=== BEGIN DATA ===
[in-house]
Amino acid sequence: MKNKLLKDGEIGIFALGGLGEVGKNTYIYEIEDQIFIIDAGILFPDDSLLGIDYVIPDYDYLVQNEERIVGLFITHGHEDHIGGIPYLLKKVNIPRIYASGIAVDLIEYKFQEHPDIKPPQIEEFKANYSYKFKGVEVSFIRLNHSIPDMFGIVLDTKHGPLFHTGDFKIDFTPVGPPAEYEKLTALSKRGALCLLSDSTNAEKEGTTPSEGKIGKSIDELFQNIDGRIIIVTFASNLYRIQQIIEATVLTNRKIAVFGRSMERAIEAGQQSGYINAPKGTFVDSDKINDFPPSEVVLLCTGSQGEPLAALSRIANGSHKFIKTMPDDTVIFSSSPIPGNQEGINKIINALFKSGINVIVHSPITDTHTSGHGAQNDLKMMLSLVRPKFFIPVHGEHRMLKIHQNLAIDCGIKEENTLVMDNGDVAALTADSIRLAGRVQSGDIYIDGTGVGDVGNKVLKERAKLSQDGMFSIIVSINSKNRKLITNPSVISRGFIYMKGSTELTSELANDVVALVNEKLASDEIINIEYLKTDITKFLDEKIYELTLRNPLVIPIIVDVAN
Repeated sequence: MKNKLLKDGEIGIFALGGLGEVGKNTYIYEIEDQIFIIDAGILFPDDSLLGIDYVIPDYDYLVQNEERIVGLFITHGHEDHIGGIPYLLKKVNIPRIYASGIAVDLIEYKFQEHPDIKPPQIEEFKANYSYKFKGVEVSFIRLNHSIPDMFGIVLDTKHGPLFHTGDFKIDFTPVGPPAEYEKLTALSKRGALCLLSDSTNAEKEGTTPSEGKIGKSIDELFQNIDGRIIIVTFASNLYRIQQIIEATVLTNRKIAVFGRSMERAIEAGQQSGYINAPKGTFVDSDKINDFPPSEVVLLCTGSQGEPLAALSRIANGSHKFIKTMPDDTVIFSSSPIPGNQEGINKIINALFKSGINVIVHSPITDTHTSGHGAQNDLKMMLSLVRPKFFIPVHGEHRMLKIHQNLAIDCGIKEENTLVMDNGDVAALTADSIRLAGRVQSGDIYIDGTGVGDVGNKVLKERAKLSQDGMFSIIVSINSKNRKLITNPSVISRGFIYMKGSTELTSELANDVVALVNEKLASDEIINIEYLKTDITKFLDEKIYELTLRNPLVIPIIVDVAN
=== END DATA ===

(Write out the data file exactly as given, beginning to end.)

[in-house]
Amino acid sequence: MKNKLLKDGEIGIFALGGLGEVGKNTYIYEIEDQIFIIDAGILFPDDSLLGIDYVIPDYDYLVQNEERIVGLFITHGHEDHIGGIPYLLKKVNIPRIYASGIAVDLIEYKFQEHPDIKPPQIEEFKANYSYKFKGVEVSFIRLNHSIPDMFGIVLDTKHGPLFHTGDFKIDFTPVGPPAEYEKLTALSKRGALCLLSDSTNAEKEGTTPSEGKIGKSIDELFQNIDGRIIIVTFASNLYRIQQIIEATVLTNRKIAVFGRSMERAIEAGQQSGYINAPKGTFVDSDKINDFPPSEVVLLCTGSQGEPLAALSRIANGSHKFIKTMPDDTVIFSSSPIPGNQEGINKIINALFKSGINVIVHSPITDTHTSGHGAQNDLKMMLSLVRPKFFIPVHGEHRMLKIHQNLAIDCGIKEENTLVMDNGDVAALTADSIRLAGRVQSGDIYIDGTGVGDVGNKVLKERAKLSQDGMFSIIVSINSKNRKLITNPSVISRGFIYMKGSTELTSELANDVVALVNEKLASDEIINIEYLKTDITKFLDEKIYELTLRNPLVIPIIVDVAN
Repeated sequence: MKNKLLKDGEIGIFALGGLGEVGKNTYIYEIEDQIFIIDAGILFPDDSLLGIDYVIPDYDYLVQNEERIVGLFITHGHEDHIGGIPYLLKKVNIPRIYASGIAVDLIEYKFQEHPDIKPPQIEEFKANYSYKFKGVEVSFIRLNHSIPDMFGIVLDTKHGPLFHTGDFKIDFTPVGPPAEYEKLTALSKRGALCLLSDSTNAEKEGTTPSEGKIGKSIDELFQNIDGRIIIVTFASNLYRIQQIIEATVLTNRKIAVFGRSMERAIEAGQQSGYINAPKGTFVDSDKINDFPPSEVVLLCTGSQGEPLAALSRIANGSHKFIKTMPDDTVIFSSSPIPGNQEGINKIINALFKSGINVIVHSPITDTHTSGHGAQNDLKMMLSLVRPKFFIPVHGEHRMLKIHQNLAIDCGIKEENTLVMDNGDVAALTADSIRLAGRVQSGDIYIDGTGVGDVGNKVLKERAKLSQDGMFSIIVSINSKNRKLITNPSVISRGFIYMKGSTELTSELANDVVALVNEKLASDEIINIEYLKTDITKFLDEKIYELTLRNPLVIPIIVDVAN